As a result, Aburish's biography will remain a thorough analysis of Arafat's behavior in the 60's, 70's, and 80's. It also does an excellent job exploring Arafat's response to Oslo. Even in 1998 Aburish was able to admit-as all agree today-that Oslo had failed. So for a study of Arafat during these 20th century periods, Aburish's book is of tremendous value.
The book is highly recommended for those-as stated earlier-who have a good grasp on the Middle East. Those who have already read a biography of Arafat are even more encouraged to read this one. They'd probably be committing some sort of sin if they don't read it. But for those who don't know much about the Middle East, or don't want to hear a word against Israel, there are more appropriate books available.
I must add one personal note to this review. Current political statements brought Arafat to the cover of every newspaper and many news magazines during the time when I was reading Aburish's book. I was, in effect, flooded with Arafat. This climaxed when one night-perhaps after staying up late reading the book-I dreamt that I actually met Yasser Arafat himself. I won't tell you any details about the meeting, save that Arafat's character was consistent with Aburish's portrayal. In other words, Said Aburish has done such a good job removing the mystery of Arafat in his biography that I felt like I knew Arafat even in my sleep.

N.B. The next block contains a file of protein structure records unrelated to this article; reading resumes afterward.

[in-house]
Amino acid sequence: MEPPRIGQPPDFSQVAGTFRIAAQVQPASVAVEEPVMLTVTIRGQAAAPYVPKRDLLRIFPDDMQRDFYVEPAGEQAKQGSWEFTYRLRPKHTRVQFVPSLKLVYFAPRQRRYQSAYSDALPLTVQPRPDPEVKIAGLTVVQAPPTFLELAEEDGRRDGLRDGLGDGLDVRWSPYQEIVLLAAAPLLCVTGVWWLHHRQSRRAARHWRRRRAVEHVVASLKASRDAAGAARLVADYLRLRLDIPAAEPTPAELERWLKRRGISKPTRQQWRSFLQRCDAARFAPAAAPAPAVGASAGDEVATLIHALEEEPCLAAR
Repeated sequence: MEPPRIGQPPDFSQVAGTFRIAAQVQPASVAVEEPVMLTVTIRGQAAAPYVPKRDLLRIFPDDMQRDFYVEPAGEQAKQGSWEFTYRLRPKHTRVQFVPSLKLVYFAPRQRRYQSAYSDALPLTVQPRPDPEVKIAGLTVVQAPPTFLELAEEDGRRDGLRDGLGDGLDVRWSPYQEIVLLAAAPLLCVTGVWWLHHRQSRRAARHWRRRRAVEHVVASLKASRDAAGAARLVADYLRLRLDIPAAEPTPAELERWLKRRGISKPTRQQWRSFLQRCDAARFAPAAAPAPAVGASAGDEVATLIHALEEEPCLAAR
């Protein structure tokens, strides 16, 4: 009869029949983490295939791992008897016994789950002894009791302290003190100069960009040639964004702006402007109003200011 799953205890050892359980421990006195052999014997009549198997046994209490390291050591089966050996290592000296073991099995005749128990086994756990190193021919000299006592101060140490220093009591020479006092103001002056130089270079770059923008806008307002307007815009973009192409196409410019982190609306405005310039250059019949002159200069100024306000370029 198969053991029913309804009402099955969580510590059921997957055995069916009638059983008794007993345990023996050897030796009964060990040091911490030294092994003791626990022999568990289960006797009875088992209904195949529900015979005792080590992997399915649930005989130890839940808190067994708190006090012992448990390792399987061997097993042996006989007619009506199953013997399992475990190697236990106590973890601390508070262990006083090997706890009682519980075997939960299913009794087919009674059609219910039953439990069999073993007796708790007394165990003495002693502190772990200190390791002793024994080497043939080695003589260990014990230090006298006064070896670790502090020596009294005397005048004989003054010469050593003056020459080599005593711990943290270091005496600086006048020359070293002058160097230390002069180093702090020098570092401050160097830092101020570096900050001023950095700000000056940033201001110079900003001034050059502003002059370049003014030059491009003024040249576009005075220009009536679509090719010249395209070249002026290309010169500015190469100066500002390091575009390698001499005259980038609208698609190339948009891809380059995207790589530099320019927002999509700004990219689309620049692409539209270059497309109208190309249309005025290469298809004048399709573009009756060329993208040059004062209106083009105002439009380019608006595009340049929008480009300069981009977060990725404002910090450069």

4 of 5 people found the following review helpful
Arafat: The Survivor 23 May 2002
By Kurt W. Jefferson - Published on
Format: Hardcover
Palestinian journalist Said K. Aburish has written a systematic and scholarly overview on the political life of Yasser Arafat. With close attention to details and the factual precision of an historian or political scientist, Aburish paints a unique, although not surprising picture of the leader of the Palestinian Authority. Although most reviewers have noted Aburish's pungent critique of Arafat as an opportunistic, ever corrupt, and self-absorbed dictator, I find Aburish's Palestinian worldview tempers his criticism of Arafat and in some ways, backhandedly salutes and legitimates Arafat's actions over 40 years of fighting for the Palestinian cause. This humanizes Arafat and allows readers to look at him as one would Bill Clinton, Ronald Reagan, etc. This book is dense and contains information about Arafat's rise and his relations with his Arab brethren, the Israelis, and the USA. Interestingly, Arafat's rise to prominence, first with his Fatah (Conquest) organization and then as PLO head, occurs roughly over the period of profound tension and warfare between Israel and the Arabs over the Palestinian question (1960s-1980s). Aburish does a brilliant job portraying the character of the man and his ways (Arafat likes cornflakes with tea, "Tom and Jerry" cartoons, and can have a hot temper). Despite Arafat's penchant for opportunism and, at times, Machiavellian tendencies, Arafat appears to be more sensitive to peace than some have given him credit. Readers will learn much about recent (Cold War-era) Middle East history and politics. They will also learn much about the seemingly perpetual feud within the Arab world, and within the Palestinian political community as well. Aburish's book is dense, yet readable, and an excellent education on Arafat, the enigmatic, yet omnipresent leader of the Palestinians. Hence, this book will help one understand the current crisis(post-September 28, 2000 when the Al-Aqsa intifada started) and how it is once again encompassing Middle Eastern politics.